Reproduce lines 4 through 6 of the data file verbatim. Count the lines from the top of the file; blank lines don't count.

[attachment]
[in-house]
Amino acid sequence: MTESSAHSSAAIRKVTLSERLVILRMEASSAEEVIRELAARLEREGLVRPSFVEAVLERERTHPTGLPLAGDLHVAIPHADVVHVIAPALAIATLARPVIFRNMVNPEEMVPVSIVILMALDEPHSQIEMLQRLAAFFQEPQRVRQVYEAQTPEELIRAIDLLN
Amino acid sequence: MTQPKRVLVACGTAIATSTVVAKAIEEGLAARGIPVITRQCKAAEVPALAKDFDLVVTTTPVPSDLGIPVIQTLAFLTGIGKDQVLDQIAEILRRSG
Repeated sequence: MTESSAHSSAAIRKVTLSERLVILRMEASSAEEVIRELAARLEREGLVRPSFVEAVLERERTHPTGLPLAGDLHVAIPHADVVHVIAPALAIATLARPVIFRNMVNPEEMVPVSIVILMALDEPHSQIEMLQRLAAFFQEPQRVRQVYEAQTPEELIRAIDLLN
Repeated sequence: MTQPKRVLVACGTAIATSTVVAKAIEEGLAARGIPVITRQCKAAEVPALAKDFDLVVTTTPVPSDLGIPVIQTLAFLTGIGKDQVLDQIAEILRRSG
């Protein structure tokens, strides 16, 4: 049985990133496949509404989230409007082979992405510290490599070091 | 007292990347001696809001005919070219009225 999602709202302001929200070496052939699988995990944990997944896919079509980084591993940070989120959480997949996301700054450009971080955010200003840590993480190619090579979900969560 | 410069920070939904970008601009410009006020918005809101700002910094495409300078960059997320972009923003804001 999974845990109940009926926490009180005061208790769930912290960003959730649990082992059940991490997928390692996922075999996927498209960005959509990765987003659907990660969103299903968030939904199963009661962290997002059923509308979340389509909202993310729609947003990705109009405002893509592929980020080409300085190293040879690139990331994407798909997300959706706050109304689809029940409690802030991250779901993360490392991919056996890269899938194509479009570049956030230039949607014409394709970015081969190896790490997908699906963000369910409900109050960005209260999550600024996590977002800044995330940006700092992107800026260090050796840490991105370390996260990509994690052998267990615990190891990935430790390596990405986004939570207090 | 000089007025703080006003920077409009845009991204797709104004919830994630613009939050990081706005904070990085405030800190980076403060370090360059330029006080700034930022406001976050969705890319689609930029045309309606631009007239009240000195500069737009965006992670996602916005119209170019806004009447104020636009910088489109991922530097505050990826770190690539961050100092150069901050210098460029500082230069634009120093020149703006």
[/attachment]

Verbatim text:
Repeated sequence: MTESSAHSSAAIRKVTLSERLVILRMEASSAEEVIRELAARLEREGLVRPSFVEAVLERERTHPTGLPLAGDLHVAIPHADVVHVIAPALAIATLARPVIFRNMVNPEEMVPVSIVILMALDEPHSQIEMLQRLAAFFQEPQRVRQVYEAQTPEELIRAIDLLN
Repeated sequence: MTQPKRVLVACGTAIATSTVVAKAIEEGLAARGIPVITRQCKAAEVPALAKDFDLVVTTTPVPSDLGIPVIQTLAFLTGIGKDQVLDQIAEILRRSG
């Protein structure tokens, strides 16, 4: 049985990133496949509404989230409007082979992405510290490599070091 | 007292990347001696809001005919070219009225 999602709202302001929200070496052939699988995990944990997944896919079509980084591993940070989120959480997949996301700054450009971080955010200003840590993480190619090579979900969560 | 410069920070939904970008601009410009006020918005809101700002910094495409300078960059997320972009923003804001 999974845990109940009926926490009180005061208790769930912290960003959730649990082992059940991490997928390692996922075999996927498209960005959509990765987003659907990660969103299903968030939904199963009661962290997002059923509308979340389509909202993310729609947003990705109009405002893509592929980020080409300085190293040879690139990331994407798909997300959706706050109304689809029940409690802030991250779901993360490392991919056996890269899938194509479009570049956030230039949607014409394709970015081969190896790490997908699906963000369910409900109050960005209260999550600024996590977002800044995330940006700092992107800026260090050796840490991105370390996260990509994690052998267990615990190891990935430790390596990405986004939570207090 | 000089007025703080006003920077409009845009991204797709104004919830994630613009939050990081706005904070990085405030800190980076403060370090360059330029006080700034930022406001976050969705890319689609930029045309309606631009007239009240000195500069737009965006992670996602916005119209170019806004009447104020636009910088489109991922530097505050990826770190690539961050100092150069901050210098460029500082230069634009120093020149703006």